We had a busy time last week. Paul Foley kicked off our “Reverse Engineering Success” series of one-off events; this time focusing on the function and importance of loglines. Veteran agent Marc Pariser stopped by for an open forum succinctly titled “How to Get Representation When You Haven’t Had a Credit in Ten Years.” Though each event touched on different facets of the business of screenwriting, each provided helpful insights into effectively navigating and engaging with today’s market.
Here are some of the main takeaways for those of you who were not able to attend.
“Reverse Engineering Success: Loglines”
Just as in all aspects of writing, writing loglines is a muscle you must develop and workout constantly. Loglines are the calling card for the industry today. Agents and reps have a limited amount of time, so you need to be able to communicate your idea in the, usually, very small amount of time you’re allotted. Loglines must be simple and concise.
A good logline functions as the calling card for your story. . Writing a good one is all about rewriting and refining and it’s the place to work out the issues and stumbling blocks with your idea. Just as your script won’t be perfect on the first try, neither will your logline. Strip away anything unnecessary to get to the heart and truth of your story.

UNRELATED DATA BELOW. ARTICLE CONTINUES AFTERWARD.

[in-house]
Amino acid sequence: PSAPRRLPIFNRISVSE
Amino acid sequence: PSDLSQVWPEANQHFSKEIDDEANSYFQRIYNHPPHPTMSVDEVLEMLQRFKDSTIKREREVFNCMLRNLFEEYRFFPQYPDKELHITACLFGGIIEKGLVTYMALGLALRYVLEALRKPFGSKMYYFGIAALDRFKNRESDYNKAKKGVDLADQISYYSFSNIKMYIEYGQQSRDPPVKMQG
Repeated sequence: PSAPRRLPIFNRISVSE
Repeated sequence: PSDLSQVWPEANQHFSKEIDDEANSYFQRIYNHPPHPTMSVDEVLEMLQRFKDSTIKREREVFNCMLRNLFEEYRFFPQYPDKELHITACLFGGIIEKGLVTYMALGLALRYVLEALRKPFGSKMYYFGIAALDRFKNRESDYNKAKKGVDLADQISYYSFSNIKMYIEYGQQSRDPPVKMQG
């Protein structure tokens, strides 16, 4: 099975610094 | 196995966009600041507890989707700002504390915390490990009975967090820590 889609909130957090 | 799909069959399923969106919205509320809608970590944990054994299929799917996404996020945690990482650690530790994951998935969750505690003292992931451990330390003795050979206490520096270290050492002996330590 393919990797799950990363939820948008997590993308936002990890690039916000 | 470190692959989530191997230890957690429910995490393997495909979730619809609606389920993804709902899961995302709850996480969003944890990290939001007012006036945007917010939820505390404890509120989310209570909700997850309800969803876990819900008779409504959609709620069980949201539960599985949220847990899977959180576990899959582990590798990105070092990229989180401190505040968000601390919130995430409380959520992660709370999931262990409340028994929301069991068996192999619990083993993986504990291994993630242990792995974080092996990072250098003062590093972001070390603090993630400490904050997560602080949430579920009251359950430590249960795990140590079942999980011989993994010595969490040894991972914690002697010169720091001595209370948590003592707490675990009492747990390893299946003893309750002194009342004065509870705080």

In addition, to be competitive in today’s market, you need an arsenal of loglines and ideas. Get in the habit of generating 1 to 3 loglines per day. You need to constantly generate ideas. Try writing a logline for movies and TV shows that you love. Try summarizing them in one word, then three, then 10 and so on. In order to maximum the chances of success, do your research, study what others have done, and practice, practice, practice.
“How to Get Representation When You Haven’t Had a Credit in Ten Years”
Establishing and fostering relationships is the most important step you can take in this business, so it’s important to realize that people need to like you. Resentment will get you nowhere. Respect and courtesy go a long way. Engage those you admire by engaging their egos. If you are obvious about trying to sell them something, it’s obvious you are trying to use them. Instead, ask them questions, learn about them, and participate in a conversation. The relationship will lead to the sale, so don’t skip the “dating” process.
When engaging with the industry today, you must do what the agents are doing. Stop thinking like a writer and start thinking like an entrepreneur. Look at yourself like a product. Getting a chair when the music stops is all about being nimble and creative. It’s your job to understand where the opportunities are and are not. Learn to put yourself out there.